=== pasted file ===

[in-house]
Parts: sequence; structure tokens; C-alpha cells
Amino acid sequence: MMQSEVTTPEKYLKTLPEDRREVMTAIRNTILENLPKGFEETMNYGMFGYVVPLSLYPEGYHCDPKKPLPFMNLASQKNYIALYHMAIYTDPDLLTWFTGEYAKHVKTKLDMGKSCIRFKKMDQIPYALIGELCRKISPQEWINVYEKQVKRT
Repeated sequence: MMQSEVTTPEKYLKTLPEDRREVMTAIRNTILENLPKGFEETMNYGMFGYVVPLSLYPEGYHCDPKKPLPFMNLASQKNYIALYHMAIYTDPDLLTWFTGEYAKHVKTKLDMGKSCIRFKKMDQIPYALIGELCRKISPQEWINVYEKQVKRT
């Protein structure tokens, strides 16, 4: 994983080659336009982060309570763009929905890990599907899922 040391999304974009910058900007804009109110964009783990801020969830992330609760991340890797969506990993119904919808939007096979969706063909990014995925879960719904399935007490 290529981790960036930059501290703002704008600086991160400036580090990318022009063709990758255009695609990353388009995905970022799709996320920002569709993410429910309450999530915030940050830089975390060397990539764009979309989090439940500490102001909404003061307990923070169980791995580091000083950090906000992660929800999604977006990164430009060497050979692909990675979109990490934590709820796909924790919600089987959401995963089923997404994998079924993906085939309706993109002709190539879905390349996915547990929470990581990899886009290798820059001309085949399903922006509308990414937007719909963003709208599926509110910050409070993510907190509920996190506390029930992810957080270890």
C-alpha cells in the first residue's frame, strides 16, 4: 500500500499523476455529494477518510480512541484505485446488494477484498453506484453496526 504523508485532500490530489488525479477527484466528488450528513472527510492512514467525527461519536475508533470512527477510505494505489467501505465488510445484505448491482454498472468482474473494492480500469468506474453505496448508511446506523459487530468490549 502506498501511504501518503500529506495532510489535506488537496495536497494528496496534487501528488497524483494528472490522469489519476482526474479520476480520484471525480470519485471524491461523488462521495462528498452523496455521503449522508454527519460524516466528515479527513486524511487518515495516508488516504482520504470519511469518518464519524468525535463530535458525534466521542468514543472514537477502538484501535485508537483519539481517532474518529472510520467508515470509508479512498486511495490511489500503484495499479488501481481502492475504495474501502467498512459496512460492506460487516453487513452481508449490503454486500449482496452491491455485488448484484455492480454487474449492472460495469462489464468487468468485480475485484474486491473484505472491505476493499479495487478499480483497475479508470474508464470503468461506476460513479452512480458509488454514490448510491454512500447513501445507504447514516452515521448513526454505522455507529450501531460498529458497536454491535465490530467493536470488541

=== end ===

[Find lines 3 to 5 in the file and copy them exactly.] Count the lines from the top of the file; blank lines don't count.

Amino acid sequence: MMQSEVTTPEKYLKTLPEDRREVMTAIRNTILENLPKGFEETMNYGMFGYVVPLSLYPEGYHCDPKKPLPFMNLASQKNYIALYHMAIYTDPDLLTWFTGEYAKHVKTKLDMGKSCIRFKKMDQIPYALIGELCRKISPQEWINVYEKQVKRT
Repeated sequence: MMQSEVTTPEKYLKTLPEDRREVMTAIRNTILENLPKGFEETMNYGMFGYVVPLSLYPEGYHCDPKKPLPFMNLASQKNYIALYHMAIYTDPDLLTWFTGEYAKHVKTKLDMGKSCIRFKKMDQIPYALIGELCRKISPQEWINVYEKQVKRT
């Protein structure tokens, strides 16, 4: 994983080659336009982060309570763009929905890990599907899922 040391999304974009910058900007804009109110964009783990801020969830992330609760991340890797969506990993119904919808939007096979969706063909990014995925879960719904399935007490 290529981790960036930059501290703002704008600086991160400036580090990318022009063709990758255009695609990353388009995905970022799709996320920002569709993410429910309450999530915030940050830089975390060397990539764009979309989090439940500490102001909404003061307990923070169980791995580091000083950090906000992660929800999604977006990164430009060497050979692909990675979109990490934590709820796909924790919600089987959401995963089923997404994998079924993906085939309706993109002709190539879905390349996915547990929470990581990899886009290798820059001309085949399903922006509308990414937007719909963003709208599926509110910050409070993510907190509920996190506390029930992810957080270890």